Marine and fishing industry advocates are praising a bill introduced Monday in the Senate, saying it would safeguard the role of states in fisheries management.
S.2807 would help prevent unwarranted fishing closures such as what recently occurred at Biscayne National Park, according to a coalition of groups that include the National Marine Manufacturers Association, the Coastal Conservation Association, the American Sportfishing Association, the Guy Harvey Ocean Foundation, BoatUS, the Center for Coastal Conservation and the International Game Fish Association.
Led by Sens. Bill Cassidy, R-La., chairman of the Senate Energy and Natural Resources Subcommittee on National Parks, and Marco Rubio, R-Fla., the Preserving Public Access to Public Waters Act would require the National Park Service to have approval from state fish and wildlife agencies before closing state marine or Great Lakes waters to recreational or commercial fishing.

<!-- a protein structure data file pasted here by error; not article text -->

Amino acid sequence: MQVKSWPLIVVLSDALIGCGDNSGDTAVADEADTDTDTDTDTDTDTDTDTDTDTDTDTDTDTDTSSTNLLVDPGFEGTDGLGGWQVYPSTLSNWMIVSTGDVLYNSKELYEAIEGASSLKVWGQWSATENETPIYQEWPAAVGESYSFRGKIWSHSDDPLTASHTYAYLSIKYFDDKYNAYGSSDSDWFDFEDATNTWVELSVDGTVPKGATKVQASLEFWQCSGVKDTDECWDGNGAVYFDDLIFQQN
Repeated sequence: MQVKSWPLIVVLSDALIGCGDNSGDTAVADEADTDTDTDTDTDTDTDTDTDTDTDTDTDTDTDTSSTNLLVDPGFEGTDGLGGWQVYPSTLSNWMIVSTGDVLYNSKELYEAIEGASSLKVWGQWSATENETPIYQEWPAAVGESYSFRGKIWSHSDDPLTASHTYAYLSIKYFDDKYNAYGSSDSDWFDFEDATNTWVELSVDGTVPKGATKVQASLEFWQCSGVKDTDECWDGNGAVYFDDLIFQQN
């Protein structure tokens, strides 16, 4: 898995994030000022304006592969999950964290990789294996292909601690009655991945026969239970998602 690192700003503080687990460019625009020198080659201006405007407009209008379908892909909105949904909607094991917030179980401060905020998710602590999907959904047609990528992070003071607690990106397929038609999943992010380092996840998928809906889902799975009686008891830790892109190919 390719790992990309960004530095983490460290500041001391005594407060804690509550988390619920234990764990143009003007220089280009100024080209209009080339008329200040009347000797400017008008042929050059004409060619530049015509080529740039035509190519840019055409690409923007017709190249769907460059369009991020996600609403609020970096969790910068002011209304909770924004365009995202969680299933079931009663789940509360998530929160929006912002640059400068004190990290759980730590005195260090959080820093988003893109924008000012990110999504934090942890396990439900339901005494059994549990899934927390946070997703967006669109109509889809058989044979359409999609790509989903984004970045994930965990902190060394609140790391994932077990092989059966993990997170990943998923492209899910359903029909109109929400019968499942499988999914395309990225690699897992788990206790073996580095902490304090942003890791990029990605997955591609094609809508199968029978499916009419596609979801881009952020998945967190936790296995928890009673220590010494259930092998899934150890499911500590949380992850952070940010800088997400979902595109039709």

“Given the significant economic, social and conservation benefits that recreational fishing provides to the nation, any decision to close or restrict public access should be based on sound science and strong management principles,” American Sportfishing Association president and CEO Mike Nussman said in a statement.
“While closed areas have a role in fisheries management, they should only come after legitimate consideration of all possible options and agreement among management agencies,” Nussman said. “This bill, which is strongly supported by the recreational fishing industry, will ensure that the voice of state fisheries agencies is not lost in these decisions.”
Legislation similar to S.2807 has passed the House of Representatives as part of the Sportsmen's Heritage and Recreational Enhancement, or SHARE Act. The original House bill, H.R. 3310, is led by Reps. Ileana Ros-Lehtinen, R-Fla., Mario Diaz-Balart, R- Fla., Carlos Curbelo, R-Fla., and 35 other sponsors.
“State fish and wildlife agencies have a strong track record of sustainable fisheries management that provides for ample fishing opportunities,” said Patrick Murray, president of the Coastal Conservation Association. “This legislation will ensure that the states’ authority to manage state fishery resources is maintained and will provide a backstop against poorly developed fishing closures that would only serve to deter fishing participation.”
A decision by the National Park Service in 2015 to implement a 10,000-acre marine reserve in one of the nation’s most popular urban fishing areas just outside Miami sparked significant opposition from the recreational fishing and boating community.